Book recommendation: How Not to Be Wrong

Today, I finished reading How Not to Be Wrong: The Power of Mathematical Thinking by Jordan Ellenberg. This is a very enjoyable, very well-written, general-audience book about mathematics, which I recommend whole-heartedly.

Ellenberg, a math professor at the University of Wisconsin, does a great job weaving together a plethora of mathematical topics, including non-Euclidean geometry, probability, statistics, and mathematical analysis of voting systems. He writes in a way that someone who only vaguely remembers—or never really understood—high school algebra would be able to follow and enjoy. His exposition is made more lively by a cast of historical and contemporary characters, some famous and some primarily known only to mathematicians, including Abraham Wald, Bernhard Riemann, Teddy Roosevelt, Francis Galton, Voltaire, Nicolas de Condorcet, David Hilbert, Ronald Fisher, Antonin Scalia, and Nate Silver. (My favorite line in the book is the one in which Ellenberg describes Silver as a “Kurt Cobain of probability.”)

The best part of the book is about how the Massachusetts Lottery ran a game in which it was occasionally profitable to play (that is, there were some drawings in which the expected value of a ticket’s winnings was higher than the price of a ticket). Of course, some smart people (e.g. an MIT student) figured this out and recruited investors to buy absurd numbers of tickets for the profitable drawings. In the course of telling this story, Ellenberg weaves in discussions of finite geometries and error-correcting codes, both of which are relevant in describing how one buys thousands of lottery tickets without accidentally having to split winnings with yourself.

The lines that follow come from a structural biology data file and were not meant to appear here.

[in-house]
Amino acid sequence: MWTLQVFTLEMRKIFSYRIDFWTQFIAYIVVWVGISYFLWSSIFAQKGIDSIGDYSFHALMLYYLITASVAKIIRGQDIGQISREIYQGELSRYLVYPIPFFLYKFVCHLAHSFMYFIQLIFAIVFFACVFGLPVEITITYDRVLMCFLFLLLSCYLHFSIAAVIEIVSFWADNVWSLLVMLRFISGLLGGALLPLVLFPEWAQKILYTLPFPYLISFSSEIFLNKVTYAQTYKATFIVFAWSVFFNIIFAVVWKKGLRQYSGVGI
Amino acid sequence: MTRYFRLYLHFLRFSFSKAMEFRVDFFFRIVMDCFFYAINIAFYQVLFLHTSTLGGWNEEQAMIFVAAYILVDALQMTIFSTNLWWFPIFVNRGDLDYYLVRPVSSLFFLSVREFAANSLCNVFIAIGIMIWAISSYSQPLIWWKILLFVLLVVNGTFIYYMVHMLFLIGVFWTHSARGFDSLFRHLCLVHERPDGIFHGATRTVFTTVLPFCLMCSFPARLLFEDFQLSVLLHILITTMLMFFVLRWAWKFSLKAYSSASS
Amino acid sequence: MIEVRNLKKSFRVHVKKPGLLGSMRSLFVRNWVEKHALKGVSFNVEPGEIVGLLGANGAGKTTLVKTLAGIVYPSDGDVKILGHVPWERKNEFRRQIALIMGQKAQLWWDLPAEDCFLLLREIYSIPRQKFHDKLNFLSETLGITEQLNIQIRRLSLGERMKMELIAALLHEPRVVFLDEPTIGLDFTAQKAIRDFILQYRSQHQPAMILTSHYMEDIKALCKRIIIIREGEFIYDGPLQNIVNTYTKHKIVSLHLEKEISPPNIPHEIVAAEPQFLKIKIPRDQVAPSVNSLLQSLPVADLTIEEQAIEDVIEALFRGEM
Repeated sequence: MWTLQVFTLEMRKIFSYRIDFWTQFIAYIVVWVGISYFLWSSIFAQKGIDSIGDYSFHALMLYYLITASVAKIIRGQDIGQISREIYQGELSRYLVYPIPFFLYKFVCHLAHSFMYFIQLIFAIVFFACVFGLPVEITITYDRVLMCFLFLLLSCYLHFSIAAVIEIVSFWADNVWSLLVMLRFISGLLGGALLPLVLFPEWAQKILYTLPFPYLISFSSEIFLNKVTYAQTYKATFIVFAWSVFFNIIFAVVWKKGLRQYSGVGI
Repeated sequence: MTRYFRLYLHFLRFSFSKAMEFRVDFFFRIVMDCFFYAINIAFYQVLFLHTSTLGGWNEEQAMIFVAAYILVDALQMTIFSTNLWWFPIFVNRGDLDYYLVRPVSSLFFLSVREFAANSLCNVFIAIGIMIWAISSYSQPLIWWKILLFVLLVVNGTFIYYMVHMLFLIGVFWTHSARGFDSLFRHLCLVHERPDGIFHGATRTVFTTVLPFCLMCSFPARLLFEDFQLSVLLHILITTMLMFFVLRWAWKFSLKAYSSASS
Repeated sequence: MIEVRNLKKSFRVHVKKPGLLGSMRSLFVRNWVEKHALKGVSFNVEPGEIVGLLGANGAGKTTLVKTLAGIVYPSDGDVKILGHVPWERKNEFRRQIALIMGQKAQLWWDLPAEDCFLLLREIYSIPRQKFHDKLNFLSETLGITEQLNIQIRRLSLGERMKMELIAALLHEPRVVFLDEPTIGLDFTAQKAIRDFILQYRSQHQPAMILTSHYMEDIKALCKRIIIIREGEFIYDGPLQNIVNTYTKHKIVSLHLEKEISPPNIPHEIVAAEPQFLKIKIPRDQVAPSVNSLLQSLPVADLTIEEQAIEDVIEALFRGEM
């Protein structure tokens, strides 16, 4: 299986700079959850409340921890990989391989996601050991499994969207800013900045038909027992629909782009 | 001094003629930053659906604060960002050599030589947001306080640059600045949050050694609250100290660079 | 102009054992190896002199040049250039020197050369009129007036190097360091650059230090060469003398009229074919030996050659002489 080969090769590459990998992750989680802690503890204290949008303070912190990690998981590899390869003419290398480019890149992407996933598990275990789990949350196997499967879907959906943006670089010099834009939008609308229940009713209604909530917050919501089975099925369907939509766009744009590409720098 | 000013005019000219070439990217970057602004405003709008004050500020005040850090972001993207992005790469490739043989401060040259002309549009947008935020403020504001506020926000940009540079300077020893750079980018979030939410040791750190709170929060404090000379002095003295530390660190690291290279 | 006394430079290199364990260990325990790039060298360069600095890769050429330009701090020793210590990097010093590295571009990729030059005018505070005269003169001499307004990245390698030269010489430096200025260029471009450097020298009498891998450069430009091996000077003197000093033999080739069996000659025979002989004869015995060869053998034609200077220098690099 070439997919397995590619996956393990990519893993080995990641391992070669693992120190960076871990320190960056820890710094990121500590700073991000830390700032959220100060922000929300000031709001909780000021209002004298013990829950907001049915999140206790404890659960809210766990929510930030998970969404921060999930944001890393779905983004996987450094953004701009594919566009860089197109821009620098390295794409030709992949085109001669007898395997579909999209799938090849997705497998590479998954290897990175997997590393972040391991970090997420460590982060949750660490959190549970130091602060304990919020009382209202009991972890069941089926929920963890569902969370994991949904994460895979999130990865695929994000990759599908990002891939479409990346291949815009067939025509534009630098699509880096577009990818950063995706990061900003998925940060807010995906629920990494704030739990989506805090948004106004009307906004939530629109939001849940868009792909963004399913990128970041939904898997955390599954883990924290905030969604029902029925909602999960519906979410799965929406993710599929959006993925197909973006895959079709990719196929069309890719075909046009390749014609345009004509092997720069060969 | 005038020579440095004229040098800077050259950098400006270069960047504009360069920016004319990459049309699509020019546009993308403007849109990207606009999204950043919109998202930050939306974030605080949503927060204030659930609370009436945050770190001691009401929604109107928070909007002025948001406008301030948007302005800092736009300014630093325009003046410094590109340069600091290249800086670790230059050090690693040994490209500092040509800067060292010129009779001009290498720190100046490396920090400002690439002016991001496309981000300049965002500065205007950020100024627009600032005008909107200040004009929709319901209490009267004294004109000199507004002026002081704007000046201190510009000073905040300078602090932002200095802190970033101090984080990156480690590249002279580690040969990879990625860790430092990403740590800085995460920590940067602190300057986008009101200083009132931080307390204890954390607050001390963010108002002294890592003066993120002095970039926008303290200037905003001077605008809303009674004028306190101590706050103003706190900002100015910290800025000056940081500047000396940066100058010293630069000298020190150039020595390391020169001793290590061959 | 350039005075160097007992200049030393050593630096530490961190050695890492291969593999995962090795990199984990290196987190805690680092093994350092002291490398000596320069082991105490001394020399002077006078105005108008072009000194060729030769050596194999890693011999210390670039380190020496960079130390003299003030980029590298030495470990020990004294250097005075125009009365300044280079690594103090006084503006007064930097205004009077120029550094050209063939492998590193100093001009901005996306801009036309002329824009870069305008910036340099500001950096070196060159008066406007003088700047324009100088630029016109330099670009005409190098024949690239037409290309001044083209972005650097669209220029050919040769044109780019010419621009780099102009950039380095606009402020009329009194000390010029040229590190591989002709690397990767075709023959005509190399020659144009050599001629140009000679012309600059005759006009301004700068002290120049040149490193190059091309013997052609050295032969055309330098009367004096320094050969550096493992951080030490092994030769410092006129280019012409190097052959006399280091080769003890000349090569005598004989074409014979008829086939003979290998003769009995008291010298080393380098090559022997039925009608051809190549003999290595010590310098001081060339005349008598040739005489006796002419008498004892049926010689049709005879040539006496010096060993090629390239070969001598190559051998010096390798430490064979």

I think it would be awesome to use this book in a gen-ed math class.

In defense of FERPA

In an op-ed piece titled “College kids have too much privacy“, Michele Willens criticizes the Family Educational Rights and Privacy Act (FERPA) for making it difficult for families to monitor their college student children’s academic performance.

I can understand why some families are frustrated by FERPA. Many families spend a great deal of money to send their young to college. Consider the parents in Willens’s opening anecdote, who learned their daughter had not actually graduated and skipped class for the last two years. I think anyone would be angry to be in their shoes.

However, it’s just not true that FERPA means, as Willens puts it, that “you have to take [your kid’s] word for it when they say ‘everything’s fine.'” FERPA allows a student to voluntarily release their records to another party. I recall having at least one scholarship in college whose sponsors required me to send an official transcript every year. I don’t see why a parent couldn’t insist on this as a condition for continued financial support.

In addition, a student can sign a FERPA waiver allowing a third party to get their records directly from the school. Although Willens describes this as a “laborious process”, it really amounts to having a student sign a form or check a box on a web site.

Part of being in college is learning how to become an independent adult. The transfer of FERPA rights from parents to student is part of that process. So is students learning to take responsibility for their learning. All FERPA requires is for parents to deal with their adult children directly, as adults, rather than being able to go behind their back.